Previous Challenge Entry (Level 2 – Intermediate)
Topic: Car Trip (07/18/05)
TITLE: Escape for a Morning
By janet rubin
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Early the next morning, just as the sun began to tickle the horizon with feathers of pink, I tip-toed out with a handful of my favorite CD’s and my Map quest directions in hand and hopped into my cruising vehicle of choice: my very cool blue minivan. I giggled thinking how excited I was to be going on this trip. The house was still quiet, Dave still contentedly drooling on his pillow. Soon enough it would be filled with the sounds of cartoons, chattering and cereal crunching, but I would be miles away. I almost burned rubber pulling out of the driveway.
I gassed up, and then drove to the donut shop for my coffee. Standing in line I thought, “Imagine, I can just order my coffee without any little voices begging for donuts and chocolate milk!” My vehicle and I properly fueled up; I hit the highway and popped in a CD. I turned it up and sang at the top of my lungs. No one interrupted or asked me to turn it down. I carried on like this for an hour and a half, thoroughly enjoying the lack of bickering, whining and inquiries about our ETA.
The blue sky was dotted with clouds, scattered like grazing sheep. Fields of wildflowers bordered the highway- Queen Anne’s’ Lace and Purple Loosestrife. I smiled, whizzing by a bunch of lazy looking cows. With the beauty of nature all around me, my thoughts turned to the Creator. “Oh course! What a perfect time to pray!” It seemed I hadn’t had time to pray in a month. Every day I intended to eventually sit and spend time with the Lord, yet night after night I fell into bed feeling a failure because I hadn’t gotten around to it. “Forgive me Lord,” I sighed.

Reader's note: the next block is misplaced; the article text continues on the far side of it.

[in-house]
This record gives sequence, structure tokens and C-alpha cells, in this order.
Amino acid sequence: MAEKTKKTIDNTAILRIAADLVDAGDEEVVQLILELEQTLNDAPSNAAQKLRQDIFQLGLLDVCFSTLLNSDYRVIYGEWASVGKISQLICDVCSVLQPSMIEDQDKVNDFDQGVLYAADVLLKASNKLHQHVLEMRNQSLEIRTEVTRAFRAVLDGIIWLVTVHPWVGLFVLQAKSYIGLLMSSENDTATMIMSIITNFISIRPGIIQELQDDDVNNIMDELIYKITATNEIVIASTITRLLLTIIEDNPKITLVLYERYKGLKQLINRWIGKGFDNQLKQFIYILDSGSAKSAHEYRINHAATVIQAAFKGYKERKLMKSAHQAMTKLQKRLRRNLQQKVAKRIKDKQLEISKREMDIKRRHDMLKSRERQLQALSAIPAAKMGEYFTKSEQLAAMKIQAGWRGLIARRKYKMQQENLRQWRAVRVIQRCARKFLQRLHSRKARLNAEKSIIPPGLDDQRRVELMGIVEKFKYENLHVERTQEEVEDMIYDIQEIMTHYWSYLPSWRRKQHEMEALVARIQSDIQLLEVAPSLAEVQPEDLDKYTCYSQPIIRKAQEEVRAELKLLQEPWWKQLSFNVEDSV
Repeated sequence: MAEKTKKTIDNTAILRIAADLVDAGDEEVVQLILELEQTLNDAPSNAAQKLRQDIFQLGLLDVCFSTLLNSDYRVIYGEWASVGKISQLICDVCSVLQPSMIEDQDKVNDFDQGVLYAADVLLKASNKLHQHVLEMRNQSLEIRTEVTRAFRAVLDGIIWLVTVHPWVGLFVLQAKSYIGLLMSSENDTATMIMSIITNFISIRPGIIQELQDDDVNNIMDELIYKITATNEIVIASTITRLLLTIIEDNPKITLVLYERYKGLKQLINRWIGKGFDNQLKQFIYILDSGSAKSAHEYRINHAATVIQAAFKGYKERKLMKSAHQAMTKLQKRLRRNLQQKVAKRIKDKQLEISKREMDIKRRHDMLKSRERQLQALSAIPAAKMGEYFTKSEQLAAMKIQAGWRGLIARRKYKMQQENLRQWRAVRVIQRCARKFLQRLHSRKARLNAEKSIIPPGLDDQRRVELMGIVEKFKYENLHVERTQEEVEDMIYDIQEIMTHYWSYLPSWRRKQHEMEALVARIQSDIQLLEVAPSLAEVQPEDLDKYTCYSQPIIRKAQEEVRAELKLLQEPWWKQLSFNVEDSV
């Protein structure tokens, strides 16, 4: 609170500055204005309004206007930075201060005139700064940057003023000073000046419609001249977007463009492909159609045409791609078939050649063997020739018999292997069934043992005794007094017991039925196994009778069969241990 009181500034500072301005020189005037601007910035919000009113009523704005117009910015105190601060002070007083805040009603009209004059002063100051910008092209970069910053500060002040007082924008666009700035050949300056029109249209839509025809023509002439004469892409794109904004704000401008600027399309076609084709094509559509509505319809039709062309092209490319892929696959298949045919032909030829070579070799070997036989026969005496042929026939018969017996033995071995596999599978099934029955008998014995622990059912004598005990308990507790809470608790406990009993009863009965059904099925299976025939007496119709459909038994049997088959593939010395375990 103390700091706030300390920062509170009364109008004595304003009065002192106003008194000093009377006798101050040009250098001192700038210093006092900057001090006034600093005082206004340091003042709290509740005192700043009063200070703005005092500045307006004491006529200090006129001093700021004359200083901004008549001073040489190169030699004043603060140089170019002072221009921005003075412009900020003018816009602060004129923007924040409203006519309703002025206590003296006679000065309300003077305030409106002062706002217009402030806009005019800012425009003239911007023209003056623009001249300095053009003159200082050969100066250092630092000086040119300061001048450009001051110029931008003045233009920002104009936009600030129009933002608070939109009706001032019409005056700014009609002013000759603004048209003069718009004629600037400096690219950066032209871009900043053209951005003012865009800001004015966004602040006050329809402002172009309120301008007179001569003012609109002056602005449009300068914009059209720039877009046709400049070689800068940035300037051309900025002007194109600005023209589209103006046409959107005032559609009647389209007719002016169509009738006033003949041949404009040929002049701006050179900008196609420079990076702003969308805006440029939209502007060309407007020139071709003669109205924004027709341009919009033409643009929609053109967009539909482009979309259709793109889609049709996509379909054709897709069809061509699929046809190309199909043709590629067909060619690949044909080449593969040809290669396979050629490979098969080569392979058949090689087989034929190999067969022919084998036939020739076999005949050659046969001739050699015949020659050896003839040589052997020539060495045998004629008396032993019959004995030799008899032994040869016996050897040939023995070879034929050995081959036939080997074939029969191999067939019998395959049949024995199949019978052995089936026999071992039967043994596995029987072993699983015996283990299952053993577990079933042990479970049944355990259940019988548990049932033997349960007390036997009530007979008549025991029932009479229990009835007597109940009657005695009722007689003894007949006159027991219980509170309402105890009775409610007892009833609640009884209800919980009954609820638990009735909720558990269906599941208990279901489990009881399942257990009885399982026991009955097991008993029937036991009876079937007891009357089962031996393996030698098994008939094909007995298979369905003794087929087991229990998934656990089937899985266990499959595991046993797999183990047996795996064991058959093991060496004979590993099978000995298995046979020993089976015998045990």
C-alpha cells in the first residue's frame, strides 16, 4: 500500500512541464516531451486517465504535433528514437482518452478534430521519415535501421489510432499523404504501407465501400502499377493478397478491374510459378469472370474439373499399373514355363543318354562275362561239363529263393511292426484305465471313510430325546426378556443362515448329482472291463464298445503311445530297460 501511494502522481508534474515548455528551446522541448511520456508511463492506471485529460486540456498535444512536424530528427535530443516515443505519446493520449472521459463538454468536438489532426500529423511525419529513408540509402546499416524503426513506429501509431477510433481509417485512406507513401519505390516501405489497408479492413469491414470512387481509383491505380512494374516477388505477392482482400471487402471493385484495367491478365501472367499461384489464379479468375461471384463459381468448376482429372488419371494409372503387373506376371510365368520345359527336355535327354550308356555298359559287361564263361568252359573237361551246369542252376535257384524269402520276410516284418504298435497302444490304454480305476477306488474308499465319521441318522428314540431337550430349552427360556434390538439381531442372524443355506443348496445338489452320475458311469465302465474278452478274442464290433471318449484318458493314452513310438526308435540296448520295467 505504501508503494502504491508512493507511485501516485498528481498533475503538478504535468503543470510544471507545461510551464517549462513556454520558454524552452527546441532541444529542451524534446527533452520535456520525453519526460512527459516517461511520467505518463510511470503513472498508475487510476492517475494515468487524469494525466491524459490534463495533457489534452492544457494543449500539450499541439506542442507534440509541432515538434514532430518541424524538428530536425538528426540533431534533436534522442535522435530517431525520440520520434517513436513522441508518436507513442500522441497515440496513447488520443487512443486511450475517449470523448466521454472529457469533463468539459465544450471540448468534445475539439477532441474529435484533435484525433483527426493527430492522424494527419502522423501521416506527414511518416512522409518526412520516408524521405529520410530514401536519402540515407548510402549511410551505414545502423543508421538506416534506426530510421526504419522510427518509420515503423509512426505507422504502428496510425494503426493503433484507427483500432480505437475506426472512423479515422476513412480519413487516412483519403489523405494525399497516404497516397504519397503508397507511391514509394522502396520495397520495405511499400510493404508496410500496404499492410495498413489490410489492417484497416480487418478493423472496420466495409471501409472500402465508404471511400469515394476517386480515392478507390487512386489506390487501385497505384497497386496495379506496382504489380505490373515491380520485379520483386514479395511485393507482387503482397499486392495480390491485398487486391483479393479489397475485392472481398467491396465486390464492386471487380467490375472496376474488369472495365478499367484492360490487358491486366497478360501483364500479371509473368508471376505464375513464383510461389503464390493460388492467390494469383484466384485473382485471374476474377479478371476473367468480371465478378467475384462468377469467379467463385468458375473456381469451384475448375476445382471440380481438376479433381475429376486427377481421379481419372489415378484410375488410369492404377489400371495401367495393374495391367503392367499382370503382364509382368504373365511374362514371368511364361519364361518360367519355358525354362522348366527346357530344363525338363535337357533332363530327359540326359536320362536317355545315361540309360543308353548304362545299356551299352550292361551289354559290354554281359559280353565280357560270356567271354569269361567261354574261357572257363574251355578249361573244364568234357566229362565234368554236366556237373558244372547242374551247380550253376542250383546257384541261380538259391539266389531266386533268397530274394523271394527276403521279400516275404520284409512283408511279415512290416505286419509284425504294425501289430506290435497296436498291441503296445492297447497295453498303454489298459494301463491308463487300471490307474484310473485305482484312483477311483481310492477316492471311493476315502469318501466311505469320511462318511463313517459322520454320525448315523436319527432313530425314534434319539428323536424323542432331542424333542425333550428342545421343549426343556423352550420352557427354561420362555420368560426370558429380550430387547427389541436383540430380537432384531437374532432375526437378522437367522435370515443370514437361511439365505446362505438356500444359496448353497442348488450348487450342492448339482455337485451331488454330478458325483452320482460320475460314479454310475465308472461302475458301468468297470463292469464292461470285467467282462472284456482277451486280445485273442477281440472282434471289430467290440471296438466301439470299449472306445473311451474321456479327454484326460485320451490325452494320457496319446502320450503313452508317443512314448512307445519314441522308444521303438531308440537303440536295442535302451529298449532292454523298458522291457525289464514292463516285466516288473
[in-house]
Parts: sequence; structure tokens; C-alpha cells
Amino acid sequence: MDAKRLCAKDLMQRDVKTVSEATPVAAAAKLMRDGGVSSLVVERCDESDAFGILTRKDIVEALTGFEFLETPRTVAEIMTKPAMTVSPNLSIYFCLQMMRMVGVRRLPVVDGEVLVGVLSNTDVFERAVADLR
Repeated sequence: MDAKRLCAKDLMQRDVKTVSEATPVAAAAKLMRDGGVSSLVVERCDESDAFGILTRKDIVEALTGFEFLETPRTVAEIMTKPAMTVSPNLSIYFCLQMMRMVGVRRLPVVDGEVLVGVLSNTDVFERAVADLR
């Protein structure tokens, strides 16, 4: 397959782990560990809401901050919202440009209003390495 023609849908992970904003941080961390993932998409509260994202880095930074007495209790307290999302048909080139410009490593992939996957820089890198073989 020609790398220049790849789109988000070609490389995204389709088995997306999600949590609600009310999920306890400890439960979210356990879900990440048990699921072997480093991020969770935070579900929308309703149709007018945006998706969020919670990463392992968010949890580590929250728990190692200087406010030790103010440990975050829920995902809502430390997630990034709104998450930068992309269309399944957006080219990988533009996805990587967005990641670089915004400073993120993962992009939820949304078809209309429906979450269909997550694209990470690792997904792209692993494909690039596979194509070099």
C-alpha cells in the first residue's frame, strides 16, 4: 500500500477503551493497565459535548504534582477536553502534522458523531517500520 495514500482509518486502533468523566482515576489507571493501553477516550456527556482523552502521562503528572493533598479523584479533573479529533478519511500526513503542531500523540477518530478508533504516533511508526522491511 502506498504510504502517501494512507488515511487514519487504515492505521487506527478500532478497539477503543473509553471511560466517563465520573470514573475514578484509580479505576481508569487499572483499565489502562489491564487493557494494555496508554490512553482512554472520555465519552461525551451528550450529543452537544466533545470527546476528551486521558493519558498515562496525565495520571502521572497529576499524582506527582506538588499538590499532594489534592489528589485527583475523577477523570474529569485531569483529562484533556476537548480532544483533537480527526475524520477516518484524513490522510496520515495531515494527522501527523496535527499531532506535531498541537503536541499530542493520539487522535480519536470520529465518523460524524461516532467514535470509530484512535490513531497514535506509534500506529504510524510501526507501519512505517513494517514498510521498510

For the rest of the trip, I talked to God, confessing, praising, and pouring out my heart. All too soon, Mount Monadnock, the campsite, came into view. (Not the biggest mountain in New England, but enough to inspire awe in the heart of a girl raised on the coast of Connecticut.) “It is beautiful Lord!” I said aloud, a sense of sadness coming over me with the realization that my time alone with Him was over. “Oh Lord, is this what I have to do to get alone with You? Leave the state for a morning? Please help me to do this at home.”
Soon Chelsey and I were reunited. One tired and sunburned girl chatted about camp as I began the journey home, telling tales of toilet-papering the girls cabin, eating icky camp food, torturing counselors and such. Being a mother, I decided to see what spiritual impact the week had on her; I began to probe, asking about the Bible teaching.
“Oh, we learned about Mary and Martha and how we all have to be more like Mary and make time to spend with Jesus even if we are like really busy and stuff. It was cool,” she said.
I smiled. “Yeah, that is cool,” I said. It seemed that God was reminding me that life wouldn’t get any less hectic. There would always be much to do, but I could choose to sit at His feet just the way Mary did. Chelsey talked until she finally drifted off to sleep, her head propped on her duffel bag. Once again I passed the lazy cows and thanked God for driving with me to New Hampshire.
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